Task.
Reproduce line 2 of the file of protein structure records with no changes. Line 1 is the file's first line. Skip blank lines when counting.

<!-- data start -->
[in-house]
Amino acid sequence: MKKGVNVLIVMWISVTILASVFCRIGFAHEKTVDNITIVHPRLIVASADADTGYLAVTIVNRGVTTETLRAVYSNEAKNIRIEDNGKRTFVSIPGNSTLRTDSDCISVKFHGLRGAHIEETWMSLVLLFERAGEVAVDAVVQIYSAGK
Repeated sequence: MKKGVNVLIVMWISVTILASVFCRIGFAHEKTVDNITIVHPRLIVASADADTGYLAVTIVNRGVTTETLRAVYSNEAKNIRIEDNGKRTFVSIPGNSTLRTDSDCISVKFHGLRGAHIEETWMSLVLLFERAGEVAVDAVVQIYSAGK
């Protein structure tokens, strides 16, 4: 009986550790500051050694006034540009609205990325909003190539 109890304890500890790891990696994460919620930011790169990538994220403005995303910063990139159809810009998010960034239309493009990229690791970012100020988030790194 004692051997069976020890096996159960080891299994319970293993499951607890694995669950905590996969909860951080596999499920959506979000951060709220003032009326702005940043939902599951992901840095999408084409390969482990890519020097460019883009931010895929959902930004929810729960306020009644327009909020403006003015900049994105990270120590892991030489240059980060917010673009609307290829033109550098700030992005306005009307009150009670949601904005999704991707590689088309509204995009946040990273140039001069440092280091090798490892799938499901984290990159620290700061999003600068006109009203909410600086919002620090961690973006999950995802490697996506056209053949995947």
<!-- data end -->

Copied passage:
Amino acid sequence: MKKGVNVLIVMWISVTILASVFCRIGFAHEKTVDNITIVHPRLIVASADADTGYLAVTIVNRGVTTETLRAVYSNEAKNIRIEDNGKRTFVSIPGNSTLRTDSDCISVKFHGLRGAHIEETWMSLVLLFERAGEVAVDAVVQIYSAGK